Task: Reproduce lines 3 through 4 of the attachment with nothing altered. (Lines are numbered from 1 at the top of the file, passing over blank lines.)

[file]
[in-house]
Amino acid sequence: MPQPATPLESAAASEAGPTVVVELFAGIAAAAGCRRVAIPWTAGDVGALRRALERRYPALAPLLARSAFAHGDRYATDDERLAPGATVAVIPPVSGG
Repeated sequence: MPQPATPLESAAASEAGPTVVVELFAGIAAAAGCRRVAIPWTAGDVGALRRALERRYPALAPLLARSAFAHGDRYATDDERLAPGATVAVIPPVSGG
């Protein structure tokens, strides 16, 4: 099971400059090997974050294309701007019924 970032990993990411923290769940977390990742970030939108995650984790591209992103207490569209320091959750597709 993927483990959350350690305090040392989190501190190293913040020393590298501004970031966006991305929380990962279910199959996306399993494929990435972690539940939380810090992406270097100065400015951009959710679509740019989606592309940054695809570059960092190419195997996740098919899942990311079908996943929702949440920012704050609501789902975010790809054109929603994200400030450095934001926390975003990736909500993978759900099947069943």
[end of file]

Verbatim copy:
Repeated sequence: MPQPATPLESAAASEAGPTVVVELFAGIAAAAGCRRVAIPWTAGDVGALRRALERRYPALAPLLARSAFAHGDRYATDDERLAPGATVAVIPPVSGG
């Protein structure tokens, strides 16, 4: 099971400059090997974050294309701007019924 970032990993990411923290769940977390990742970030939108995650984790591209992103207490569209320091959750597709 993927483990959350350690305090040392989190501190190293913040020393590298501004970031966006991305929380990962279910199959996306399993494929990435972690539940939380810090992406270097100065400015951009959710679509740019989606592309940054695809570059960092190419195997996740098919899942990311079908996943929702949440920012704050609501789902975010790809054109929603994200400030450095934001926390975003990736909500993978759900099947069943």